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Monuments of Fire

By Jeff Wood.

Between 2008 and 2010 Jeff Wood traveled with Eve Sussman and other members of Rufus Corporation through the former Soviet Caspian Region to research, develop and shoot whiteonwhite:algorithmicnoir, a dystopian, noir thriller. From over 100 hours of footage, the film is live edited by an algorithm. Jeff developed and played the protagonist of the film, Mr. Holz, a geophysicist and mathematician hired by expatriate wildcatters to develop algorithmic code for an unspecified resource extraction project. Monuments of Fire is about the becoming (and unbecoming) of Mr. Holz, his reckoning with the algorithm, and the landscape from which they both arose. Mr. Holz and whiteonwhite:algorithmicnoir are now in the permanent collection of the Smithsonian Museum of American Art.

Is it among men? Or is it remote? In the lines and shapes, in the dust and colors. In the things blowing. In the blunt, illegible forms erected like crude arithmetic against the shimmering playa. A sentient pattern arising from the very arrangement of things. Does it require a witness? Or is it content to unravel itself mutely across the black? Or to lie dormant, sequestered within the geology of millennia from those who would long it into transcription. The jurisdiction of faith, and of the deserted, and of men with tools forged to trace speculations of its form, in the arrangement of things.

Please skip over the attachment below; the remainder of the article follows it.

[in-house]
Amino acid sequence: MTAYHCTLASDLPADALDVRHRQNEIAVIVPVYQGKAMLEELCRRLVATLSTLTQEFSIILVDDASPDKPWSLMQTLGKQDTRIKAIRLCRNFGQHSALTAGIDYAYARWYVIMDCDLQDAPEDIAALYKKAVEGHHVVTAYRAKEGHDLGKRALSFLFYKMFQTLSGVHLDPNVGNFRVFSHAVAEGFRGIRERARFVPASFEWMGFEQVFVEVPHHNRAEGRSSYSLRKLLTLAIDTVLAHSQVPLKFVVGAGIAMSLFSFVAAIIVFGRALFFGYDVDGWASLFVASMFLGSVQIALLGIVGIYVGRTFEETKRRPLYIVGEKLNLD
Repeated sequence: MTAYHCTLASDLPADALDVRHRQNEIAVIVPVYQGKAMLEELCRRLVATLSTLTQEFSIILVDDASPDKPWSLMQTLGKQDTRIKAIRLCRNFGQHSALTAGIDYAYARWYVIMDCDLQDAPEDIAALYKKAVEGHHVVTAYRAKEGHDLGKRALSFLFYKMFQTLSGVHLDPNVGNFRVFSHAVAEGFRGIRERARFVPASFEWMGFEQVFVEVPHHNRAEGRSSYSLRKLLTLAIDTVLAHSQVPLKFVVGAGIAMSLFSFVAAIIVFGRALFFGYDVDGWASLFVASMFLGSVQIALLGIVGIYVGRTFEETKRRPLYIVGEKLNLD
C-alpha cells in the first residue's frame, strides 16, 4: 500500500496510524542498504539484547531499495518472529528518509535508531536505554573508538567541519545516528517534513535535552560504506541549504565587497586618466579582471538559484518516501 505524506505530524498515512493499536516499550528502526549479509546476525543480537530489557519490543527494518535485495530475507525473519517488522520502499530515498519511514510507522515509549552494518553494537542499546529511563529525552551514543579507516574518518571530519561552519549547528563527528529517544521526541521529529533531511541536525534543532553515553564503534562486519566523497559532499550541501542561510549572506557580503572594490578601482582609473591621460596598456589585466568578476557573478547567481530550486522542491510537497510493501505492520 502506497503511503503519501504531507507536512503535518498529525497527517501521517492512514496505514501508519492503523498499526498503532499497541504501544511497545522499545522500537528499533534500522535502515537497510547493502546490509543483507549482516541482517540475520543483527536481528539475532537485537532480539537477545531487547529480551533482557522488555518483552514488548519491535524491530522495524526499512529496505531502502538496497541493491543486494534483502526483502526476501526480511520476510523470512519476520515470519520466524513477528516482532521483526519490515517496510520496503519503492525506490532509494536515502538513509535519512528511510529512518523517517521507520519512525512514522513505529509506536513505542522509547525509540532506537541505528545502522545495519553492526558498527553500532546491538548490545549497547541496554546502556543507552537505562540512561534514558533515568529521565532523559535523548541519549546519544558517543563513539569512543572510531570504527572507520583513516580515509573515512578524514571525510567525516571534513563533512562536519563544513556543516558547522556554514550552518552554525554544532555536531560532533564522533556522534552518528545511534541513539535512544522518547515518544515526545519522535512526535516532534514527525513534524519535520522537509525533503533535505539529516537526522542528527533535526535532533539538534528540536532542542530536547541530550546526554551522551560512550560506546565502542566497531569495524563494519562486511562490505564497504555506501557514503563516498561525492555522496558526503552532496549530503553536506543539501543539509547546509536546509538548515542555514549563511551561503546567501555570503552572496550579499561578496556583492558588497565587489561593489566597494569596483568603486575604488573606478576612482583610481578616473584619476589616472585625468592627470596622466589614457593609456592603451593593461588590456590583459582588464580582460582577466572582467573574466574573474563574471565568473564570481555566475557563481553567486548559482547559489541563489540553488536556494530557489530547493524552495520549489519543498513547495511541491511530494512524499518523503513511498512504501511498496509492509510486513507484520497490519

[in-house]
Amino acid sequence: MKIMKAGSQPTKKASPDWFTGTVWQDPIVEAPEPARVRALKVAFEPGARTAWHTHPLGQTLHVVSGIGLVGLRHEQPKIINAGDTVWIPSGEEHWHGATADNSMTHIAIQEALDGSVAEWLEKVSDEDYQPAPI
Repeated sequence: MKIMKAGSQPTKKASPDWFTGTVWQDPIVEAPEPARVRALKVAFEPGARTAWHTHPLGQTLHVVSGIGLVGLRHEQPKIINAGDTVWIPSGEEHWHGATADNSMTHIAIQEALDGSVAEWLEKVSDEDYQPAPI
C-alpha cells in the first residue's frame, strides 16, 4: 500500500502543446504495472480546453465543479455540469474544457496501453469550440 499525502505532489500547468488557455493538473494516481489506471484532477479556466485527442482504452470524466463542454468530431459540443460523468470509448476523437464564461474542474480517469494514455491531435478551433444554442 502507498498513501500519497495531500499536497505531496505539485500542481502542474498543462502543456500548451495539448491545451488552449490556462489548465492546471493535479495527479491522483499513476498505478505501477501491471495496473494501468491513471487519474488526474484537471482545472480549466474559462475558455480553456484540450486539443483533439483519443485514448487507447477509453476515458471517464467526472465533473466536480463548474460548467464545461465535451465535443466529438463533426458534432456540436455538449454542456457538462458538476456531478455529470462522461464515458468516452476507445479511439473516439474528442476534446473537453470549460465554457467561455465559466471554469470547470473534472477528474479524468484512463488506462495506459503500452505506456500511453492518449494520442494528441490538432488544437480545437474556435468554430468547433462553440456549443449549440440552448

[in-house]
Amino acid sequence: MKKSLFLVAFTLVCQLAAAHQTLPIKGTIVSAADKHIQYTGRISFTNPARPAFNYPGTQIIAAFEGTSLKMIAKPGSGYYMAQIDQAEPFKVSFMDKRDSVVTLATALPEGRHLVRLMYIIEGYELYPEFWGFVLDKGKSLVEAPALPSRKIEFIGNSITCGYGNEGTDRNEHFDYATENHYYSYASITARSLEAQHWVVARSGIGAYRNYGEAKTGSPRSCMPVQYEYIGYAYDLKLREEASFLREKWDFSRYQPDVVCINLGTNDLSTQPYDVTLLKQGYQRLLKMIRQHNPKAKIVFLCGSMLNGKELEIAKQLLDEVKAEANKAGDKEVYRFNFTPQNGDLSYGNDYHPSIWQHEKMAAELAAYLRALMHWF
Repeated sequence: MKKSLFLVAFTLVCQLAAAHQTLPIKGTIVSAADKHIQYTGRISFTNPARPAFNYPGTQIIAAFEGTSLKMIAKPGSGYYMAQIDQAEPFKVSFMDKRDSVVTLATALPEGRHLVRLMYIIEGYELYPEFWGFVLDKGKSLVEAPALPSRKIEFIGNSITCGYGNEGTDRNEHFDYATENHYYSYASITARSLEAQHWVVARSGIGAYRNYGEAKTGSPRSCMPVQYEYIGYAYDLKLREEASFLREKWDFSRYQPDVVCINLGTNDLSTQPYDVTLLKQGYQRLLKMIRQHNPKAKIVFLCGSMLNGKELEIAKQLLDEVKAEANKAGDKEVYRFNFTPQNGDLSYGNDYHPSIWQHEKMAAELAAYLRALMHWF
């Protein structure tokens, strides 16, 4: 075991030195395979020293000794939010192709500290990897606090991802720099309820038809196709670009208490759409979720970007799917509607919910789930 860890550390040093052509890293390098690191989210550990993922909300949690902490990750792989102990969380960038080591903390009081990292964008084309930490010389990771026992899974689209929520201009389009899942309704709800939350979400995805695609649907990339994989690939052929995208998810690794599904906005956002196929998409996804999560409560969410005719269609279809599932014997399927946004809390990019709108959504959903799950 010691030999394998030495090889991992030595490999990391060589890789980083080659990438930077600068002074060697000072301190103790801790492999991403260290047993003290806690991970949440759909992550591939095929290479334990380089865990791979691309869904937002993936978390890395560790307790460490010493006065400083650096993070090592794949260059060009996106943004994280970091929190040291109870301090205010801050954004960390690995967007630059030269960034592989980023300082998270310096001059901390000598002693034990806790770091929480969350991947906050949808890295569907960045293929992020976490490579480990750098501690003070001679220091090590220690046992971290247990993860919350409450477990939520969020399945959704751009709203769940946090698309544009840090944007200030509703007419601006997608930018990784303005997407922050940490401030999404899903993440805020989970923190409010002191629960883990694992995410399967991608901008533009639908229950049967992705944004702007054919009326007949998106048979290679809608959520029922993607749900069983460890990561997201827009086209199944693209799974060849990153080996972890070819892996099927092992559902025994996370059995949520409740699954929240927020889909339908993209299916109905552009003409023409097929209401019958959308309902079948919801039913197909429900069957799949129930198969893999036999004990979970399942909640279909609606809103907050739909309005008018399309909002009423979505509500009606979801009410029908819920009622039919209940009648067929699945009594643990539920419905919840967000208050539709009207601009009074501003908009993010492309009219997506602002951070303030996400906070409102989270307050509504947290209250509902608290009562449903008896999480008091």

When I returned, I spent days inside, wrapped in blankets, with very little in my brain; chemicals that don’t know what they are yet, just sounds and some words that are not in any proper order. Alone – with all the time and real coffee that I could want, and no idea what to do with myself. The place that I am from is gone. That world is over. This is both true and not true. But out there, it was true.

Arise, comrades, and free yourselves from the tyranny of objects!